THE ROMANIAN MASONIC PRESS AGENCY: The beginnings of Bulgarian Freemasonry have its roots in Romania?

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THE ROMANIAN MASONIC PRESS AGENCY: The beginnings of Bulgarian Freemasonry have its roots in Romania?

The beginnings of Bulgarian Freemasonry have its roots in Romania?


Sunday, May 30, 2010

Archimandrite Efrem of Bessarabia is believed to have been initiated in the profane year 1820 in the Respectable Ovidius Lodge in eastern Chişinău, the same Lodge in which the famous Russian poet Pushkin would have been initiated. Upon his return to the Russian East, Archimandrite Ephraim wanted the Enlightening of the Lights of a Lodge in this East. 

However, the Founding Brother of Masonry in Bulgaria is considered to be Ivan Vedar, who received the Initiation in the Respectable British Lodge in the East of Istanbul, the same place in which he received the sublime Sovereign Grand Inspector General. 

Brother Vedar had close relations with the Central Bulgarian Revolutionary Committee (BCRK) in the East of Bucharest, Romania, which was tasked with organizing the struggle for independence in the profan year 1870. 

Vedar was the Presenter of several Bulgarian revolutionary leaders, and during the Russo-Turkish War he managed to prevent the destruction of the most European Bulgarian city, the Russian Orient, given his relations in the Ancient and Accepted Scottish Rite in Istanbul. 

After the profane year 1878, he took the Lights of the First Lodge, and initiated a few profanes from the Russian Orient. Their number increased, the Brethren demanded autonomy. In 5880/1880, the Grand Orient of Portugal granted a Patent to the Balkanska Zvezda Lodge (the Balkan Star) in the Russian East. The Loja would have a historical role, given that it was often visited by Prince Alexander Battenberg, who was initiated in an Austrian Lodge, who would go to the throne of Bulgaria.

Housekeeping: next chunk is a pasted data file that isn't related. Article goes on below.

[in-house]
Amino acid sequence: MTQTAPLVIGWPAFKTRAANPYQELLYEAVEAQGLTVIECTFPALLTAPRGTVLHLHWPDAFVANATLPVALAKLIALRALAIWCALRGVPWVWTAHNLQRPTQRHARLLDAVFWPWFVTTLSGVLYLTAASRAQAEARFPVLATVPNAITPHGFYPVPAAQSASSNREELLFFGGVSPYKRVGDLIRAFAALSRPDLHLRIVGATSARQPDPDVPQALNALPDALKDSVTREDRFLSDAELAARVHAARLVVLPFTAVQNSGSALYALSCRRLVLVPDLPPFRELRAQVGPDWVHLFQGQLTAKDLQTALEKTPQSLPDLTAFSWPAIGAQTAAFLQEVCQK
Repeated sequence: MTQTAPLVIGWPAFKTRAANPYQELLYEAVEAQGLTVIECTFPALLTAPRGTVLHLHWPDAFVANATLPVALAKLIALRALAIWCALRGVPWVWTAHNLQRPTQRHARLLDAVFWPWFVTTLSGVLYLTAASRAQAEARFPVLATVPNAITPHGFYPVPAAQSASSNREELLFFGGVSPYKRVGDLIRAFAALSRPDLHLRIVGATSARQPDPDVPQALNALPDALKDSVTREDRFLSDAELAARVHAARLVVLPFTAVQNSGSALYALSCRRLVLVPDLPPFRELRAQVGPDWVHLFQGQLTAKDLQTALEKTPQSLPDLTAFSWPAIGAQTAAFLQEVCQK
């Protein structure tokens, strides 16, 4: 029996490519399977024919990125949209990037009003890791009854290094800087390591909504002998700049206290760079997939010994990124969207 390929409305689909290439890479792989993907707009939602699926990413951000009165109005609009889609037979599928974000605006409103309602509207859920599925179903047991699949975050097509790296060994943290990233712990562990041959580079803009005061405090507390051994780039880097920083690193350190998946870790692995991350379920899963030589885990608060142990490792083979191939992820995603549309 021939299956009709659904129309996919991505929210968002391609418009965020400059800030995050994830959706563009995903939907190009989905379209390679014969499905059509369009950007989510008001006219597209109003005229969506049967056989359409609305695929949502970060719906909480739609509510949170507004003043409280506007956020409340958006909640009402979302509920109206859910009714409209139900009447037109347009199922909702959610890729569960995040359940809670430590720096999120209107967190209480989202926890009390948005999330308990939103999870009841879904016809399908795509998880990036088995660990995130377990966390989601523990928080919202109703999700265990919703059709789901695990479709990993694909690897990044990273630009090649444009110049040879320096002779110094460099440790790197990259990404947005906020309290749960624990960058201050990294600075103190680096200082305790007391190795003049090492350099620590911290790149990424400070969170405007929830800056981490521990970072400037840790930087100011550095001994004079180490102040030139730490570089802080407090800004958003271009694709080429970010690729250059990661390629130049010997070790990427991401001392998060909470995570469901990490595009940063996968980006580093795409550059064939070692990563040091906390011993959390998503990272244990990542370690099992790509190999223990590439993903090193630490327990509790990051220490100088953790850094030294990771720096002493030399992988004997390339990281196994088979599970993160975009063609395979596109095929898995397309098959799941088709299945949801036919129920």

The First Grand Lodge of Bulgaria appeared in the East of Varna, in 5884/1884, but it ceased its activity shortly after the Enlightenment of its Lights. The political fights and youth of Bulgarian Masonry represented the weak point of the Order in this country. To avoid discrediting the Bulgarian Freemasonry, Brother Ivan Vedar went to sleep in the Loja in Ruse and lit the Lights of the Bratstvo Lodge (Brother) in the East of Sofia, the capital of Bulgaria. However, a large part of the Bulgarian Brothers were in fact members of the various Masonic Lodges of French and German origin. 

The respected Zaria Lodge in the East of Sofia received the Light in the profane year of 1914, receiving recognition of the regularity of the Grand Lodge of France. Three years later, the Grand Lodge of France approves the split of Zaria Lodge in two Lodges, under the names Zora (Apus) and Svetlina (Light), in order to be able to Apply the Lights of the Grand Lodge of Bulgaria. 

The Great Symbolic Lodge of Bulgaria was born on January 7, 1918, in the East of Sofia, with General Alexander Protogerov as Grand Master.Obedience adopted the motto ” Love, Truth and Work “. Alexander Stambolivski, leader of the Agrare Union, who won the 5920/1920 elections, formally recognized the existence of the Grand Symbolic Lodge of Bulgaria.